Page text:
And they grew apart and spoke quietly under their breaths, took out the Sacred Pipe, made prayers and offerings, and sat down to await the coming of the Thing that Would Be
Then came the Shaman, through the cloud into the firelight, eyes ablaze in the firelight,

Teeth bared and hands clawed. Now spoke the Shaman, voice rasping and guttural
As though speaking through throat not made for human words.

“I speak for the Great Mother, and for her Sister, the Moon.
They say the People have lost their way and have become a nation of warriors.

The men fight and kill their brothers, while the women do the work for the men.
The Wise Women—who hold the secret knowledge of the Earth and the plants —

Sit not at council and are not heard, and the children are not taught the Old Ways.
Now men kill even their brother, the bear, to eat around their campfires

And forget the covenant with the Land and the Animals as though they were gods.
Gods you may be, in Time, but not yet. Now, you will learn again the Old Ways

And honor your covenant with the Land! It is the Law. I have spoken! Owanestaka! ”
And then the Shaman c-h-a-n-g-e-d. The People cried out in fear. But the Elders sat still as stone.

Taller and taller grew the Shaman ‘til more than twice the height of a tall warrior
Broader and broader and more powerful the frame, long grew the fingernails

Into long white claws, and longer still grew the teeth into terrible yellow fangs.
‘Til before the People stood One-Who-Prowls-the-Night, terrible in the curling clouds,

Calling with Voice of Thunder the lightning from the skies, dancing in the sky overhead
The People all crowded close to the fire and fear awoke in the hearts of the warriors

When out of the night, out of the cloud, came the voices of hundreds of Bears
Roaring in the night, adding their voices to the Thunder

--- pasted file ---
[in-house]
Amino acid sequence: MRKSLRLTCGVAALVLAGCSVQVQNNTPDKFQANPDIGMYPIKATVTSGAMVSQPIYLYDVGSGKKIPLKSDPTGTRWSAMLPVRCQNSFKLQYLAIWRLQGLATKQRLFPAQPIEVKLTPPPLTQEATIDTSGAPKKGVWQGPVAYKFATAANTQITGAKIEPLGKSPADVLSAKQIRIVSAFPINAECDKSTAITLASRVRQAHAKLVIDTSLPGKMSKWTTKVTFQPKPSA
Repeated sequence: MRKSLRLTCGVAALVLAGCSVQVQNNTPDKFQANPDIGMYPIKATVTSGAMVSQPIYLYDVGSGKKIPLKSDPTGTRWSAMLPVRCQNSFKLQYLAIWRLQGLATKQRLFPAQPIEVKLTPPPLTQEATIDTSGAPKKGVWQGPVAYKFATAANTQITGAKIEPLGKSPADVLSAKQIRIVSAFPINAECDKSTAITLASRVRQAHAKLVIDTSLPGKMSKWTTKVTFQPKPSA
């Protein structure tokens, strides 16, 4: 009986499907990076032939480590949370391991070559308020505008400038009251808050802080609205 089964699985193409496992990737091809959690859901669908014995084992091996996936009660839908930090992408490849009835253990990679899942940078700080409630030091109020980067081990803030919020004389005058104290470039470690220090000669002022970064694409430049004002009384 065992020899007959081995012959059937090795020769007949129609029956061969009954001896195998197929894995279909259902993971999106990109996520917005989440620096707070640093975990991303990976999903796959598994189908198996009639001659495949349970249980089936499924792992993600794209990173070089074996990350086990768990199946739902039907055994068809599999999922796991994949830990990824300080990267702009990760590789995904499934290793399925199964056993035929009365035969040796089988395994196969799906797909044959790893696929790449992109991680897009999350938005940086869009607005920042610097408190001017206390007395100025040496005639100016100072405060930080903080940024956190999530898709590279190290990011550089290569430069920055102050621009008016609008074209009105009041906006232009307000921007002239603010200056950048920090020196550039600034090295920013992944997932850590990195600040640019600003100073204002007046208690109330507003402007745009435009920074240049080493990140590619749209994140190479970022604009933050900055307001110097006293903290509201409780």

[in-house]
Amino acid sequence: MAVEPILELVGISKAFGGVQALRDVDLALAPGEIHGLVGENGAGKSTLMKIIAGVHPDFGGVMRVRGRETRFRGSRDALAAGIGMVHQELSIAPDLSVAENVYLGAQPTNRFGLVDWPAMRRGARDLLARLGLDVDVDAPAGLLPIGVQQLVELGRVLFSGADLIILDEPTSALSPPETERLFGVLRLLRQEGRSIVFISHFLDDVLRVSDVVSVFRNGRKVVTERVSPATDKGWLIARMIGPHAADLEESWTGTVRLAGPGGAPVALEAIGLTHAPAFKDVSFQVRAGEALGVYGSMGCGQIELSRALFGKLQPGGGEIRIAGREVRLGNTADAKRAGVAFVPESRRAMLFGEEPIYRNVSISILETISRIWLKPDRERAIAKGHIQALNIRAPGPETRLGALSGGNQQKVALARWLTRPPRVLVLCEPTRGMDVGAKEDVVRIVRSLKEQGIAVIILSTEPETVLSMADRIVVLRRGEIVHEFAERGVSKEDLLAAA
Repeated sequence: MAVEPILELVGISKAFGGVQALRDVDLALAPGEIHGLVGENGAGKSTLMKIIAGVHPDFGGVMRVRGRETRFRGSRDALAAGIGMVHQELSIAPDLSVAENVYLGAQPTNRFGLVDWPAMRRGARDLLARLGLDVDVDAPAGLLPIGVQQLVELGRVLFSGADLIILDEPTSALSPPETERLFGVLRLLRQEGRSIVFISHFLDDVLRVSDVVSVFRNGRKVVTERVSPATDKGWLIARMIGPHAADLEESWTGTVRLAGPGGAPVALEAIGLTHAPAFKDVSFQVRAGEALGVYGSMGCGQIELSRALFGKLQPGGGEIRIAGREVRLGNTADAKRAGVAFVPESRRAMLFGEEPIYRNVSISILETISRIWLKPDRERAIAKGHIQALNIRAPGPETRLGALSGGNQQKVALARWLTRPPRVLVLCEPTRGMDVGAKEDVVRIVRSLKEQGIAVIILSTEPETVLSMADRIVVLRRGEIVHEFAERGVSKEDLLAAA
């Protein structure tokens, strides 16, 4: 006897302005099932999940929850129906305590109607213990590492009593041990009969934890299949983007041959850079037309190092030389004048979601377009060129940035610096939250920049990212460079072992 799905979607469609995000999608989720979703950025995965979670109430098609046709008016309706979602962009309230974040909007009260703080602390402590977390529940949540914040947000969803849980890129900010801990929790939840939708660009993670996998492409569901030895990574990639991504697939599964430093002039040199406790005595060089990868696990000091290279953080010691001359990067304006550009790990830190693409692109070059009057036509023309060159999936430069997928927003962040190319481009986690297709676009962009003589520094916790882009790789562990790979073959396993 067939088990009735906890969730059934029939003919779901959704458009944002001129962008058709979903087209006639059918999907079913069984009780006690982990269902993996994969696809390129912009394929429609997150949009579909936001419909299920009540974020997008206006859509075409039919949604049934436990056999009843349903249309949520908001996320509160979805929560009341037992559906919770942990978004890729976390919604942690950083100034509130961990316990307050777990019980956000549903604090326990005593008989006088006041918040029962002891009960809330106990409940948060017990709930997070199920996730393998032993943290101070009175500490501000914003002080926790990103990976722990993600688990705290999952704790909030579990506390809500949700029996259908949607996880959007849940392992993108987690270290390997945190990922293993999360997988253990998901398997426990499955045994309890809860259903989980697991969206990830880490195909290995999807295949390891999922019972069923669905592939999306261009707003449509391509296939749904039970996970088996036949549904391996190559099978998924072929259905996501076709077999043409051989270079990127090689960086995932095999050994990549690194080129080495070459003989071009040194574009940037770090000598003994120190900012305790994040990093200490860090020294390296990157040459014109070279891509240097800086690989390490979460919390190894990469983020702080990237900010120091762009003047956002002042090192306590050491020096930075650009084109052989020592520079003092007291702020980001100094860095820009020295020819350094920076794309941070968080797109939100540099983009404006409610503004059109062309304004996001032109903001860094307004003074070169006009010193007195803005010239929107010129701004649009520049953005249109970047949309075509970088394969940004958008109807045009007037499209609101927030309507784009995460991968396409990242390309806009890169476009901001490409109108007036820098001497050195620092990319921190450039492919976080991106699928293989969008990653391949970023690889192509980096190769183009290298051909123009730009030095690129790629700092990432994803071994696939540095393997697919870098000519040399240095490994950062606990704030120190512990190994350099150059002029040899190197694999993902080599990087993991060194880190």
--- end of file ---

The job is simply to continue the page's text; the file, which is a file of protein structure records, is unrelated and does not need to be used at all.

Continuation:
And their agreement with One Who Prowls the Night.
And there, on the perimeter, around the People appeared a Ring of Bears, a Ring of Power

Facing the People, their coats silver and midnight black in the pale light of lightning flashing,
And above them all, through the clouds and through the storm, was the Blood Moon

To give Her judgment on the People.
Came forward ten from among the circling bears, silver gray in the firelight and grizzled.

Ten who Changed as they grew close, becoming smaller, slimmer, but bent with age.
Ten Aged and Terrible Women, wildness and wisdom in their eyes and grim justice in their faces.

“We take the women, ” said one Old One, “to teach them the ways of their Power,
And to teach men to respect the wisdom of the Feminine.

Teach your male children the Old Ways, and these will be returned to you in time.
But to remind you of this teaching, some will be taken each year, as was the Shaman,

So that some of the People will always walk among us unrecognized,
And you will know that when you kill your brothers and sisters of the Bear Nation,

You may be killing your own wives and children. Mitakuye Oyasin”
And then One-Who-Prowls-the–Night rose and gave a great roar,

And a great clatter and crying arose from out of the tents as bears came running
Black Bears, Brown Bears, and Red Bears, small bears and large bears, old bears and young,

And the lightning danced in the skies above, while the Moon shown down on the People
And the Elders sat unmoving with tears on their faces and sadness in their hearts

As the warriors and boys stood and looked at one another in shock and grief.
The warriors ran into the mist, calling, but the bears were gone without a trace

The skies rumbled distantly as Power departed into the mountains
And the clouds rose from the Gathering place towards the Moon shining high in the sky.

But in the days that followed, the Word went out to honor the Bear Nation.
Prayers were said for the women and girl children, and the Old Ways returned.

And once a year when came the Gathering, and the People would sit around the fire,
Men and women together, then would come the Shaman, striding out of the darkness

Moonlight on his silver hair. And with him, the Elders of the Bear Nation
Would come and sit in Council with the People. And Peace was again upon the Land.


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Poem Submitted: Sunday, April 23, 2006

Poem Edited: Saturday, July 17, 2010